Degradation of organic contaminants through the activation of oxygen using zero valent copper coupled with sodium tripolyphosphate under neutral conditions

Chuanyu Qin , Chengwu Zhang , Lishuang Xuan , Jingyi Zhang , Fang Yuan , Xianglong Kong


Received November 21, 2019,Revised , Accepted January 01, 2020, Available online January 13, 2020

Volume 32,2020,Pages 375-384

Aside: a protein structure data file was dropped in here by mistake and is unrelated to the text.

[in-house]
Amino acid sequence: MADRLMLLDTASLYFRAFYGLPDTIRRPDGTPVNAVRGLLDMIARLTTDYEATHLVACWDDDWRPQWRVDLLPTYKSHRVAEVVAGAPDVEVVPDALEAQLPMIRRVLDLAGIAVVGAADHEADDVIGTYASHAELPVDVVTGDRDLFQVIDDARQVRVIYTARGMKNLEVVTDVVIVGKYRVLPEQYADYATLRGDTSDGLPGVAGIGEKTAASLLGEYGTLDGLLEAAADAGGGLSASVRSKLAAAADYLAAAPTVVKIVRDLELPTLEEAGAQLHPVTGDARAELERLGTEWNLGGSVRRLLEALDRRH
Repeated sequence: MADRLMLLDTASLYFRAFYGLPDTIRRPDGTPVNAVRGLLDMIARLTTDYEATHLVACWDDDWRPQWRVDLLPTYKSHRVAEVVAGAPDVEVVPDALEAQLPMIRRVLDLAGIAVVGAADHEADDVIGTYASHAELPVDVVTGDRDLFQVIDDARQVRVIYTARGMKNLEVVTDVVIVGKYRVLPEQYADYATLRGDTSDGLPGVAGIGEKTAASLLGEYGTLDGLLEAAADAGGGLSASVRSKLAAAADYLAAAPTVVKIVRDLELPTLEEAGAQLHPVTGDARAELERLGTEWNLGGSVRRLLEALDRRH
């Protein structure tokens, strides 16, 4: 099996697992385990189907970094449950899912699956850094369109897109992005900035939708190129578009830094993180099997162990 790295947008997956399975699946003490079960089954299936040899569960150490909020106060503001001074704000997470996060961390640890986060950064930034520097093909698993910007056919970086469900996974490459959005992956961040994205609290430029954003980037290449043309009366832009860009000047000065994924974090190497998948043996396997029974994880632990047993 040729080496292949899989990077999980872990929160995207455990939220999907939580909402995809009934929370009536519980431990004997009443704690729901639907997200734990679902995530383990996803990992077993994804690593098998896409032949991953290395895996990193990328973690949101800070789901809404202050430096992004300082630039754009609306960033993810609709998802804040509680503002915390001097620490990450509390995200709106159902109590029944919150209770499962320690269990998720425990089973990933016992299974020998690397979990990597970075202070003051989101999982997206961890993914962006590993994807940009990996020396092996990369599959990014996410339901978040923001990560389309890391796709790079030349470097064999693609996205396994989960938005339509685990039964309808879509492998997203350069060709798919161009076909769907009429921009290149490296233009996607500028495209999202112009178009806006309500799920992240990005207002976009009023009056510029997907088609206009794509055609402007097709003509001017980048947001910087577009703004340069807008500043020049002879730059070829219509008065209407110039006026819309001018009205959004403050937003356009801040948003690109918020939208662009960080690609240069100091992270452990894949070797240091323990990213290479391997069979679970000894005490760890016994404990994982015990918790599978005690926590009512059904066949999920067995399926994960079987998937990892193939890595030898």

In this study, sodium tripolyphosphate (STPP) was used to promote the removal of organic pollutants in a zero-valent copper (ZVC)/O2 system under neutral conditions for the first time. 20 mg/L p-nitrophenol (PNP) can be completely decomposed within 120 min in the ZVC/O2/STPP system. The PNP degradation process followed pseudo-first-order kinetics and the degradation rate of PNP gradually increased upon the decreasing ZVC particle size. The optimal pH of the reaction system was 5.0. Our mechanism investigation showed that Cu+ generated by ZVC corrosion was the main reducing agent for the activation of O2 to produce ROS. ·OH was identified as the only ROS formed during the degradation of PNP and its production pathway was the double-electron activation of O2 (O2→H2O2→·OH). In this process, STPP did not only promote the release of Cu+ through its complexation, but also promoted the production of ·OH by reducing the redox potential of Cu2+/Cu+. In addition, we could initiate and terminate the reaction by controlling the pH. At pH < 8.1, ZVC/O2/STPP could continuously degrade organic pollutants; at pH > 8.1, the reaction was terminated. STPP was recycled to continuously promote the corrosion of ZVC and O2 activation as long as the pH was <8.1. This study provided a new and efficient way for O2 activation and organic contaminants removal.

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